George and Ava
I Hate The Way I Love It
I drive all the back roads home, neither too fast nor too slowly. In an adequate fashion. Accompanied by a general metallic rattle. Only the tips of my fingers touch the wheel. I maintain a steady progress. I prod at the radio. Stations leak one into the other then fade to static. The hedgerows, this time of year, are hectic with growth; with birds, with bugs and blooms, with mice and rabbits. It takes a while to get home – on these roads it takes a while to get anywhere. I pass sheep and cattle and barns and fresh ploughed fields. I pass all the once open spaces that have now been put to work. When I get to the bottom of my hill I pass my neighbour’s house; I check to see if his car is parked next to his barn. It is. I pull over to the side and cross the yard to his house. I push open his door and call his name. He answers from the front room. By the time I walk the length of the hallway he’s put the kettle on. This is how I’ll spend the next hour: sipping tea, talking about the weather, discussing sport and mutual friends and cars and politics and his daughter and grandchild in Norwich. A not bright shadowed room, the backdoor often open, a fire in winter, the sound of sheep and passing trucks, a tin of biscuits, the TV mumbling.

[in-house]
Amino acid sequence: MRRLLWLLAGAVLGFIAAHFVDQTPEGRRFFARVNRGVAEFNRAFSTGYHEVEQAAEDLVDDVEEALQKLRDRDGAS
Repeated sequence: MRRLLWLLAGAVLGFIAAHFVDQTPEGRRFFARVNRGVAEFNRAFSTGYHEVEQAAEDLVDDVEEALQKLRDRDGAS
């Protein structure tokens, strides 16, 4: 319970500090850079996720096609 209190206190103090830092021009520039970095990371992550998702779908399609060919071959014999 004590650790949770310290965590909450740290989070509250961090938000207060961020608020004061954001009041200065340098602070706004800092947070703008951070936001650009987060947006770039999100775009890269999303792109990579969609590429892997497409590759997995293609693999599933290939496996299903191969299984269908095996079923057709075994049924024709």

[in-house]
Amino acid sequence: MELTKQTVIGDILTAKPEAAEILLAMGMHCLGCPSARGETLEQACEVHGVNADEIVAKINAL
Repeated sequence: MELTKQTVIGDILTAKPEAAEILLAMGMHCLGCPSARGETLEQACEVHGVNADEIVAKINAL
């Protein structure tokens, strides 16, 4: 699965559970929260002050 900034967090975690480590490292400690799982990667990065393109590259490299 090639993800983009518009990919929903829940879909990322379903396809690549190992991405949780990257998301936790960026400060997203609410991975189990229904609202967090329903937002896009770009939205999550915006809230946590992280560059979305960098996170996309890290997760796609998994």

At home, without thinking, letting my hand pick out the first record it comes to, I find myself holding I Hate The Way I Love It. I put it on the turntable. George and Ava. An awesome slice of southern regret. Restraint, remorse, guilt, acceptance, nonjudgement. George Soule and Ava Aldridge. Two giants of southern country soul. Two songwriters and singers who seem to be able to see around corners, who lay life bare, who never stop being honest. As George once told me: It ain’t wrong, it’s just life.
Tomorrow I’ll walk down the hill and stop in for a cup of tea. My neighbour called to say he’s got a new record to play me; Move That Body Over by George Lewis. When I walk I’ll stick close to the hedgerows, maybe catch a glimpse of a red legged partridge or a stoat. I’ll listen to the chaffinches and blackbirds. I’ll drag my finger tips through the tall grass. I’ll walk slowly. I might even sing a little – though not loud enough to disturb the wildlife.